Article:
What are the most effective and useful kinds of meditation? Here’s our list of the “must-have” methods based on 30 years of research.
There are many different types of meditation. Today you can find hundreds of other meditation methods and mobile device applications to help you meditate and fall asleep. The top ten methods are arguably a highly debated issue among seasoned practitioners. What we have is a list for those who are just starting on their journey.
The Best Meditation Techniques
What is meditation? We define it as methods that change awareness and consciousness; some open doors to altered or higher states of consciousness. These processes have several health benefits for our minds, bodies, and spirit.
We analyzed various methods and narrowed them down to the ten most useful kinds of mediation. If you want to build a robust spiritual practice, these ten methods need to be in your spiritual toolbox.
Here’s a summary of these ten must-have methods:
The Ten Most Useful Kinds of Meditation
1) Shamanic Journey
We list the Shamanic Journey first because it represents humankind’s first spiritual technology. You can find some version of this process in many parts of the world. For example, in Australia, we see the ancient method known as Aboriginal Dreamtime. We find other forms in both South and North American Indian traditions. Finally, there are methods of this process in Asia and Europe.
It has been rebranded and renamed Creative Visualization, Imaginary Landscape, and Guided Meditation to make it marketable. All of the newer forms strip the cultural context of the technique and use the mechanisms.
The process combines external sound using rhythm to control heart rate and produce a hypnotic effect. Then the imagination is engaged to create a vivid dream state.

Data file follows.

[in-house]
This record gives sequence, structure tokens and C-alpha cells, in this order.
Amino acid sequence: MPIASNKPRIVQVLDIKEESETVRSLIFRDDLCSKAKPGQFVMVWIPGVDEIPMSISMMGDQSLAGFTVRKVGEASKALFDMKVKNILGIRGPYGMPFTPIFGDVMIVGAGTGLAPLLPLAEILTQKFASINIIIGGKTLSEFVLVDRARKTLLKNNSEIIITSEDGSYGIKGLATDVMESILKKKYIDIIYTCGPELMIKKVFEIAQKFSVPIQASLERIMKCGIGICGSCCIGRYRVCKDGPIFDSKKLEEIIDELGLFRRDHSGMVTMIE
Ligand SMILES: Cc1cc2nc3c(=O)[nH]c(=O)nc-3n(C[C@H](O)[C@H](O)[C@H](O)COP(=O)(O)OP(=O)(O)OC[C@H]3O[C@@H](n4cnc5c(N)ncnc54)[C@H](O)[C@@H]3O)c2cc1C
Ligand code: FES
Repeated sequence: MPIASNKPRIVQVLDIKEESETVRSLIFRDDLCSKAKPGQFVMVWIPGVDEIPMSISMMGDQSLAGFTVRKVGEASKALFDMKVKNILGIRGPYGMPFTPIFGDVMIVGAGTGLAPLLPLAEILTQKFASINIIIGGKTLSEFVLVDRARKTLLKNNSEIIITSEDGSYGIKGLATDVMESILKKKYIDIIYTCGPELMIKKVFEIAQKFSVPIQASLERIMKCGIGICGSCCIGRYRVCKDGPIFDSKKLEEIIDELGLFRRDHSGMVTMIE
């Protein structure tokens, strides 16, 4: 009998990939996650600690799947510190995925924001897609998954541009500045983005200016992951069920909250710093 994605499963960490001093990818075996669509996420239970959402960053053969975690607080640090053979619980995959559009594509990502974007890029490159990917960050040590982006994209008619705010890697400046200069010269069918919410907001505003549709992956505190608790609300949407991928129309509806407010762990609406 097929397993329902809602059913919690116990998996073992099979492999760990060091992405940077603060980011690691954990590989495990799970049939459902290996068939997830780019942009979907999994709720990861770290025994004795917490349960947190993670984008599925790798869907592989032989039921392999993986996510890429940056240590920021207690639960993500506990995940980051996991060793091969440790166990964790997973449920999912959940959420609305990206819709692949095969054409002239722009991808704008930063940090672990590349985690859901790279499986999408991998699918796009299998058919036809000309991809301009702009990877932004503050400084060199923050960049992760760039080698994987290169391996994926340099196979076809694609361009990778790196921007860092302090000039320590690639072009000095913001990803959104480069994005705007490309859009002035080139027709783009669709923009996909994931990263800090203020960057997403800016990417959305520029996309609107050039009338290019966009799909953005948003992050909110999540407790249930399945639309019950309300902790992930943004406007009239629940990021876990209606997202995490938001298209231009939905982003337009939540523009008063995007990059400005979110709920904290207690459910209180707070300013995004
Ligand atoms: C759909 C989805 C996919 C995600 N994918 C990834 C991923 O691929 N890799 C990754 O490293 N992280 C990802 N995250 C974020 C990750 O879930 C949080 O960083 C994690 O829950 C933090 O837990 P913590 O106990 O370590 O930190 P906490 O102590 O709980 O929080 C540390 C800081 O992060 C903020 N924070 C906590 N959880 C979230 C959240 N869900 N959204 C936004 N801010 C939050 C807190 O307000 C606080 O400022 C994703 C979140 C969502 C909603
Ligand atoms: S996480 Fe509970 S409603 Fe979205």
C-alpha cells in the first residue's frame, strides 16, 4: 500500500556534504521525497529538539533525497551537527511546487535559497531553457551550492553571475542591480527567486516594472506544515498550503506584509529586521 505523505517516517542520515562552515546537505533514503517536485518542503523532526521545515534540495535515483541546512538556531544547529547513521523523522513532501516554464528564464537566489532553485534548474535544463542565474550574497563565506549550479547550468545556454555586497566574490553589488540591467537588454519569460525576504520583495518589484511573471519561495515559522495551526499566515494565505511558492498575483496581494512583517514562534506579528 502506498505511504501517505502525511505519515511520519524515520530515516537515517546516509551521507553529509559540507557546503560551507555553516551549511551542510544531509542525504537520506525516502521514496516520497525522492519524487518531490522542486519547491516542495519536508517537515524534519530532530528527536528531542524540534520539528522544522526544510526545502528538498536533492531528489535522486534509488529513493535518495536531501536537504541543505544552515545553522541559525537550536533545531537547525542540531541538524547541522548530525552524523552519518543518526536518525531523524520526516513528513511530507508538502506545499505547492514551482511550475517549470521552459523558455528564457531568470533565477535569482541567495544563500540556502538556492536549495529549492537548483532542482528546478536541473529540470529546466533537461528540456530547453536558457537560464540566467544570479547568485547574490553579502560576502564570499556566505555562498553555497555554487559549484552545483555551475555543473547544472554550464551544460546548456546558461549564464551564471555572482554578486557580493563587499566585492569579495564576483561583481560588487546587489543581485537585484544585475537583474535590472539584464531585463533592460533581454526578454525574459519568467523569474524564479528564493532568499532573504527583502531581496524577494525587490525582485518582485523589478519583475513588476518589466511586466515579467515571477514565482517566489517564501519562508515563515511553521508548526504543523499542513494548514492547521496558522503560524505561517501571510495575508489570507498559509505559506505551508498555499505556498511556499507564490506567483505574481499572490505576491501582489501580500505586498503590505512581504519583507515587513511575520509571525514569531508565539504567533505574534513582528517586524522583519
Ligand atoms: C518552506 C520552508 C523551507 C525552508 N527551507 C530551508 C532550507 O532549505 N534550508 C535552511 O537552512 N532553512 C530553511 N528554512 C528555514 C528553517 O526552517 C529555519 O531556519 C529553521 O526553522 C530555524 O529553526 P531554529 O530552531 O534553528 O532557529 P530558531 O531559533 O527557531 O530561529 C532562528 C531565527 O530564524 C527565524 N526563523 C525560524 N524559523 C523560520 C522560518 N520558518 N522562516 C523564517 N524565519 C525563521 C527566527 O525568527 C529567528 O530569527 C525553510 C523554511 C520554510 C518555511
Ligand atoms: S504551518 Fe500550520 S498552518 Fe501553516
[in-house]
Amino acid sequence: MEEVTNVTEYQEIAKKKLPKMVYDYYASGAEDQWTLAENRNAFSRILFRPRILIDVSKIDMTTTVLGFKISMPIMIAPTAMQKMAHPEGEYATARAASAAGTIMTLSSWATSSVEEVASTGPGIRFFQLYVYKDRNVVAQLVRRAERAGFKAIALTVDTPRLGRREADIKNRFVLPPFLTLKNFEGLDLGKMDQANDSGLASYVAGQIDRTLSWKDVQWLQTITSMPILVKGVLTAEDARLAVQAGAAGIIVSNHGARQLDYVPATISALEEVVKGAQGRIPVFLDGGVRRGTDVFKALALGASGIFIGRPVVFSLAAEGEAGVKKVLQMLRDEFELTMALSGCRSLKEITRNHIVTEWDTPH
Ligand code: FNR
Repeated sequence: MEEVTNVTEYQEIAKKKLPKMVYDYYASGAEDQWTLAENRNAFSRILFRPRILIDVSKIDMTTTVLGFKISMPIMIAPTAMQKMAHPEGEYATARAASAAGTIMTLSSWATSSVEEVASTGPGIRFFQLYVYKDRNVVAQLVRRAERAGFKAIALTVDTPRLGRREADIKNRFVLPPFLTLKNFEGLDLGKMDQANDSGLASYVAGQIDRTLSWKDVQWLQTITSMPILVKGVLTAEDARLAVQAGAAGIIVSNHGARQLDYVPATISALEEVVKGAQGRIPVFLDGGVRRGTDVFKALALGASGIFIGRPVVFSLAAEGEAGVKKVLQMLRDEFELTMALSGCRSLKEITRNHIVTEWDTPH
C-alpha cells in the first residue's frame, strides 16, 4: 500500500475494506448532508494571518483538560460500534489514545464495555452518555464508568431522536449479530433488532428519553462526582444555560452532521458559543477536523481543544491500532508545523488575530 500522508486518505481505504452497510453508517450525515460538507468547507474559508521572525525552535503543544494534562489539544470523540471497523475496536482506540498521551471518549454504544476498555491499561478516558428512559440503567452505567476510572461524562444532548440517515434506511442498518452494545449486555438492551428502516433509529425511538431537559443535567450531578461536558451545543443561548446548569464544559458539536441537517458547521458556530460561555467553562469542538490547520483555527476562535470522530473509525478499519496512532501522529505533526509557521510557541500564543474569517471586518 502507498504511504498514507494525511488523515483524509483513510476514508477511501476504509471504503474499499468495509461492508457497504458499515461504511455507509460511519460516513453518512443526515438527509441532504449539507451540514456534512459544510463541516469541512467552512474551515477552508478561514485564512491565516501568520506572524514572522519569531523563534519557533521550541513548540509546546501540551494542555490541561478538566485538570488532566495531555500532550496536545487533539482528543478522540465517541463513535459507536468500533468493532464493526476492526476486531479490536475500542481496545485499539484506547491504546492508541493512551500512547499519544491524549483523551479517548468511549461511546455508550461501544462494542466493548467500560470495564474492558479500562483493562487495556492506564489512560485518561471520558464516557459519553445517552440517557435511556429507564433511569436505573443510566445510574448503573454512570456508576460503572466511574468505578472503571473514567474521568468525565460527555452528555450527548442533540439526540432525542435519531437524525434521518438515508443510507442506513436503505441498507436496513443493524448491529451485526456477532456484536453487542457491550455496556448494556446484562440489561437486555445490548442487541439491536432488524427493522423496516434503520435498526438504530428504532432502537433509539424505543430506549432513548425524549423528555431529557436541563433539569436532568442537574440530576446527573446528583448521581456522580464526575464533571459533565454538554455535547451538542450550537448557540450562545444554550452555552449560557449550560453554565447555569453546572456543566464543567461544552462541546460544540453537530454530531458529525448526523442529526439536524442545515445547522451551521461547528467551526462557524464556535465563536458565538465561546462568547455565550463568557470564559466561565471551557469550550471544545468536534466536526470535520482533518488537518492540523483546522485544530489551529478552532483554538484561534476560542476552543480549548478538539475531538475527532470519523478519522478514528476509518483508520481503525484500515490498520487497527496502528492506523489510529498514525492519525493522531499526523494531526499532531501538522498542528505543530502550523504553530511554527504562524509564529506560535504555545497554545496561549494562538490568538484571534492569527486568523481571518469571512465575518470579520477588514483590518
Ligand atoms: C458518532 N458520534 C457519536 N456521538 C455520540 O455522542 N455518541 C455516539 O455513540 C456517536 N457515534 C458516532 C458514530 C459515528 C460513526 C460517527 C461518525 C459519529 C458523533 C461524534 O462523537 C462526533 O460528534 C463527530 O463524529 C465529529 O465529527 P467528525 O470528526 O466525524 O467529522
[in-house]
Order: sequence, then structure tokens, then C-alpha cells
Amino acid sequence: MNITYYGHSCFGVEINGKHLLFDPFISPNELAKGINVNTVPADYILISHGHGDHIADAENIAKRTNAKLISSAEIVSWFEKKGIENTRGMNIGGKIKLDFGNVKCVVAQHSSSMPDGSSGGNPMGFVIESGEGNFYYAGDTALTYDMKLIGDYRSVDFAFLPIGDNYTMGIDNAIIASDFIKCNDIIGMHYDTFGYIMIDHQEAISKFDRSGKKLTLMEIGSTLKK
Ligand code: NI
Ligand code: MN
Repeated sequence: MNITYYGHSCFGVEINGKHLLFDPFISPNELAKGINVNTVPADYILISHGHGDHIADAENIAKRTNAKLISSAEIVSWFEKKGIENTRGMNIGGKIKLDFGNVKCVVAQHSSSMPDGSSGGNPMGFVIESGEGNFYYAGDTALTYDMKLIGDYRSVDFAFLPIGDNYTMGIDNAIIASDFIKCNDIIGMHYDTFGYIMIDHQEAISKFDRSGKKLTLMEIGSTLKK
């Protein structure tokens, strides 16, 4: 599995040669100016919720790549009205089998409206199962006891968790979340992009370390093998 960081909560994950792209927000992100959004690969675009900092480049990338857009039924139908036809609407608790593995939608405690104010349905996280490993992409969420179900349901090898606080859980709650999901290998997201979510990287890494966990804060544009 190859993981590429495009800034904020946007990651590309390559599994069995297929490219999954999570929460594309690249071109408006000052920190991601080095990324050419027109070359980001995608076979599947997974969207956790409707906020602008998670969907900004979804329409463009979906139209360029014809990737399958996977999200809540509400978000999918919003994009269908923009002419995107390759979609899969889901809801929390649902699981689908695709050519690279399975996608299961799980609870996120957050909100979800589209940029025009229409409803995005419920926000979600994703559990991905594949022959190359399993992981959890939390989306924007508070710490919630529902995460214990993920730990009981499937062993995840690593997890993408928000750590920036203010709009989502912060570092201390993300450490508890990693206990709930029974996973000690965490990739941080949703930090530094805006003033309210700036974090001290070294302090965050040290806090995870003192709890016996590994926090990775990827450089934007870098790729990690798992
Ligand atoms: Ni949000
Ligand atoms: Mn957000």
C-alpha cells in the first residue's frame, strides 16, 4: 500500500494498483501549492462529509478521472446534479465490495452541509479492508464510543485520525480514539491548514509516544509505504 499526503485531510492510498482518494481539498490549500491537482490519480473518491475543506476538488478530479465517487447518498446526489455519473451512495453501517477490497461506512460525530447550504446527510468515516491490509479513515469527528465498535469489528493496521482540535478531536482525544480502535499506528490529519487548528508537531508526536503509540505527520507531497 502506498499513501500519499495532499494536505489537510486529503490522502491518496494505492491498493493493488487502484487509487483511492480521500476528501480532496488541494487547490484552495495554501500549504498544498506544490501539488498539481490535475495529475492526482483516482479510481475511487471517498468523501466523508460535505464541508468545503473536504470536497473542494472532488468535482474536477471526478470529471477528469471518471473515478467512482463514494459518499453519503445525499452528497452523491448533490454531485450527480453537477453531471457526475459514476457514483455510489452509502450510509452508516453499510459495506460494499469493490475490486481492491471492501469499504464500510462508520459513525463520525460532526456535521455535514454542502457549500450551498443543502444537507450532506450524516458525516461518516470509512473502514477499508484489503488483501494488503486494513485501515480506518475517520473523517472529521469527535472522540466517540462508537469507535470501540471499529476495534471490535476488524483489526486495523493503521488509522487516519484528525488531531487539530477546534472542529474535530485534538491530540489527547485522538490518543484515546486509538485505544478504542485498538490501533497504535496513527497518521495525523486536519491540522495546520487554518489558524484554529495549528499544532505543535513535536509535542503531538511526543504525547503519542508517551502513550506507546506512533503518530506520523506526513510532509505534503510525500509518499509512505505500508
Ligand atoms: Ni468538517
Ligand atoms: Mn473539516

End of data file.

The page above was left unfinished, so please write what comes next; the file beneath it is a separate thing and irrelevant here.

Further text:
The Shamanic Journey is one of the most useful kinds of meditation. Anyone can use this process using the beat of a drum and your imagination to guide you. Many good books outline the process and even provide a drum track. You can use guided scripts to help you get started, but we recommend you develop your way after learning the process. It’s one of the meditation techniques that provide a springboard for other inner work.
Some ancient cultures used psychotropic mixtures of plants containing hallucinogenic additives along with the Shamanic Journey. Note, the addition of these additives is not for the beginner. Peyote and Ayahuasca are common psychoactive ingredients used as part of a semi-controlled journey under the guidance of a trained Shaman. Again, we don’t recommend the use of psychotropic additives unless you are an experienced spiritual explorer.
We recommend that you have several years of solid spiritual inner work and grounding before exploring by using any of these potent additives. If you use other meditations for any mental condition, you should not use psychotropics. Solid grounding includes the use of all the other methods listed here. Above all, you need to find a qualified guide to oversee the process. You must also realize that it is difficult to control the strength of the prepared formulas, which can significantly affect the duration of the trance state.
2) Two-Step or Beginning Meditation
Does it almost sound like a dance move? In some ways, it is a dance move. It’s so simple but powerful that everyone needs it. Children as young as two or three years can do it. And it has some immediate health benefits. It is a tool to calm our hyperactive lives.
Many people overlook this process because they think it is simple; it must not be effective. However, they would be wrong. The fact is the most powerful techniques are those that are easy to learn and use.